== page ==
Regarding the Charter of Human Rights and Freedoms, you should be familiar with the Québec Charter, but you do not need to focus on it too much for purposes of the exams.

Civil II Exam

The Civil II exam covers:

The format of the Civil II exam is similar to the Civil I exam except of course that it tests different material. The Civil II exam aims to test primarily on hypothecs, corporate law, proof in the Civil Code and Civil Procedure.

The exams are two days apart, so please make sure you study both the Civil I and Civil II material at the same time. Honestly, you will want the one day to recover from the first exam, so don’t plan on doing more than a light review during the short period between the exams.

You should prioritize your studying as follows (in order of importance):

  1. the Civil Code,
  2. the collection de doit,
  3. Corporate law (QBCA and CBCA),
  4. the Civil Code.

It is also important to also study the provisions related to the Register of Personal and Moveable Real Rights and you should expect technical questions related to the registration and filings for hypothecs. Similarly, there may also be questions related to the registration and filings for enterprises, so it is worth studying these provisions as well.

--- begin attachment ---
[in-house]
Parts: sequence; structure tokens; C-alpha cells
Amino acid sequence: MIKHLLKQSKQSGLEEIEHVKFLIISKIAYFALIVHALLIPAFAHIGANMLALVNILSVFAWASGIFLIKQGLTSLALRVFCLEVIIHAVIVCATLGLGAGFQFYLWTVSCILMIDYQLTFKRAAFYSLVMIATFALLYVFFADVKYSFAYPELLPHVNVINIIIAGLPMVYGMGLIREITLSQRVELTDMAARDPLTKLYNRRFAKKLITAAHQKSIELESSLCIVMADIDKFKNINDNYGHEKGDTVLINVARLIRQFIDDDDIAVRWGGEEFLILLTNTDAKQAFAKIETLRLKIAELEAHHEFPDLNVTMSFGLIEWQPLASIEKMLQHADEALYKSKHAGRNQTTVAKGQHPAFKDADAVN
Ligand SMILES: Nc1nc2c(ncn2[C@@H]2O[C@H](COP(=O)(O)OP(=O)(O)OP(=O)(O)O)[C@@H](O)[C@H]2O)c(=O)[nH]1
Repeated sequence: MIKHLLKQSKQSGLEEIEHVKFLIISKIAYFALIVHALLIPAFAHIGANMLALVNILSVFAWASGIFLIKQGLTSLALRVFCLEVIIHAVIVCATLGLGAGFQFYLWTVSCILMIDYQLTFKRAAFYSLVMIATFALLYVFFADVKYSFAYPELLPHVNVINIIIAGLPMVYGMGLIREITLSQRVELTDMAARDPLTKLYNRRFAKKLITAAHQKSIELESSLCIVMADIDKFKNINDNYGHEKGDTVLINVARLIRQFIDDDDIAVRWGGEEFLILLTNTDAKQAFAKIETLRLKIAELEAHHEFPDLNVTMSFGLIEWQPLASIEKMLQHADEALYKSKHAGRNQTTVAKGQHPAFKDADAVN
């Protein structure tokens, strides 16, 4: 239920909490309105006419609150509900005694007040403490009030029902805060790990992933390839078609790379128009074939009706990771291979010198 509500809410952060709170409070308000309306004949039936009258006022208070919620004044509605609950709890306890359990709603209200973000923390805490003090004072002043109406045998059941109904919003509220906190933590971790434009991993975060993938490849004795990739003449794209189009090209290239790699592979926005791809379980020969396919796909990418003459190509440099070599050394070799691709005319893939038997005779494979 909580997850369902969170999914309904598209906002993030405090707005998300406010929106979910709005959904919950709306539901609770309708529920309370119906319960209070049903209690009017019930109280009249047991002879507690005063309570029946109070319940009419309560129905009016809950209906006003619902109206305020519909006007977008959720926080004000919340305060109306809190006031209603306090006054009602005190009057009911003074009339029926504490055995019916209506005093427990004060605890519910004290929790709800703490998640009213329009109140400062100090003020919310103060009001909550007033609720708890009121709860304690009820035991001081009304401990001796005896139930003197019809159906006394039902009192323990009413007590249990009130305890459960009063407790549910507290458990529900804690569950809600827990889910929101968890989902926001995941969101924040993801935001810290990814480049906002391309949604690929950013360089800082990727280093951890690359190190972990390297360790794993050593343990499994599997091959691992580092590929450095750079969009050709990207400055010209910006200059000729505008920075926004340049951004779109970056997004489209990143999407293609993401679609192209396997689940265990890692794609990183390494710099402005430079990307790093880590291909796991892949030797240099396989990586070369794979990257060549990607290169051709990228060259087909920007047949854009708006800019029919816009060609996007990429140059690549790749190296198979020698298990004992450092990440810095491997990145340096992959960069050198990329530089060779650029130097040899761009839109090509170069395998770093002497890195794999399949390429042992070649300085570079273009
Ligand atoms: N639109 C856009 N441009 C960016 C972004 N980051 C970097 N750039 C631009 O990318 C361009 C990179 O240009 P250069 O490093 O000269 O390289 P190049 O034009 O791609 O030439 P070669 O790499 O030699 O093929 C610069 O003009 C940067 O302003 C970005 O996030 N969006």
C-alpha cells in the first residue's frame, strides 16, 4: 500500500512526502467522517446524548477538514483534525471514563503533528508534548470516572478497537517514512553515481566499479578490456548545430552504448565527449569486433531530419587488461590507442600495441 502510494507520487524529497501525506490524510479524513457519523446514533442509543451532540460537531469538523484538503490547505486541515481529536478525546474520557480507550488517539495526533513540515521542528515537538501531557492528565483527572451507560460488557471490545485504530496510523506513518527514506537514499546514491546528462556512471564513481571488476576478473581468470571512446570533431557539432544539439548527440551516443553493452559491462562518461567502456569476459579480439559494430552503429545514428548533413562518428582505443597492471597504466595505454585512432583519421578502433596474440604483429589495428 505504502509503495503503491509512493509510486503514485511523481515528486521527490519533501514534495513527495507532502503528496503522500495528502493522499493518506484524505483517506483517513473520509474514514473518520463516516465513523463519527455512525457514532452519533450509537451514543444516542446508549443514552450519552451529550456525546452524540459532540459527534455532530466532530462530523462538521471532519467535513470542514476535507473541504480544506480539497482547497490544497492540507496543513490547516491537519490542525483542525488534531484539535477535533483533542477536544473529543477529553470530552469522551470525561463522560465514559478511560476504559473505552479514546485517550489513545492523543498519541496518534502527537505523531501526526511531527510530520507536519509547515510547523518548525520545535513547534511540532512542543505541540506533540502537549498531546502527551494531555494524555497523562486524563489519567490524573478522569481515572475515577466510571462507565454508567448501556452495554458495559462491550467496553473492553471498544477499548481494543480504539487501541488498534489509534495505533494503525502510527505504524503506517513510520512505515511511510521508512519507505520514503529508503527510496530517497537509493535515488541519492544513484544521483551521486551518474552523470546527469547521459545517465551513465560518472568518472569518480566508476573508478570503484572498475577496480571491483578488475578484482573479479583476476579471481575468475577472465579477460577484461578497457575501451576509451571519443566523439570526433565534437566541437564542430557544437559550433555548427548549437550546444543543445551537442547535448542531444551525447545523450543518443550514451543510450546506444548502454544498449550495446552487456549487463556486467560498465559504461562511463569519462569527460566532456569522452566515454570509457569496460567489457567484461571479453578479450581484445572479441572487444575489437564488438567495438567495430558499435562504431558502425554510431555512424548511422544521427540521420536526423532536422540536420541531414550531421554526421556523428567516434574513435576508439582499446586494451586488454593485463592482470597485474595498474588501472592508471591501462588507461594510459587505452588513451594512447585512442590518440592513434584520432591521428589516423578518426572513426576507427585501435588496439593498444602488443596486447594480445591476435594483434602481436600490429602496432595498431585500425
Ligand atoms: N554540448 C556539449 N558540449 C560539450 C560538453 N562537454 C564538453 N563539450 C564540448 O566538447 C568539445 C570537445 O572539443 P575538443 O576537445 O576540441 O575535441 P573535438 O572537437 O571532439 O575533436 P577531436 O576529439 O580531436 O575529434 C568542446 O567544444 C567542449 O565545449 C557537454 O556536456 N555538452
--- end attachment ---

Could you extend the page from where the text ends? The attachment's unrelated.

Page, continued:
If you have a common law background, in order to prepare for the exam, you should:

  1. ‍Read through the relevant parts of the Civil Code (the sections that will be on the exam).
  2. ‍Read the collection de doit materials and make summaries for each exam.
  3. ‍Review the ancillary regulations and material, including how to do specific calculations related to inheritance, separation and support.
  4. Do as many practice exams as you can.

It is very important that you actually read the Civil Code and not only the collection de doit, as most of the test will require that you navigate within the Civil Code itself. The collection de doit provides helpful context for interpreting the Civil Code, which material should be added to your summaries.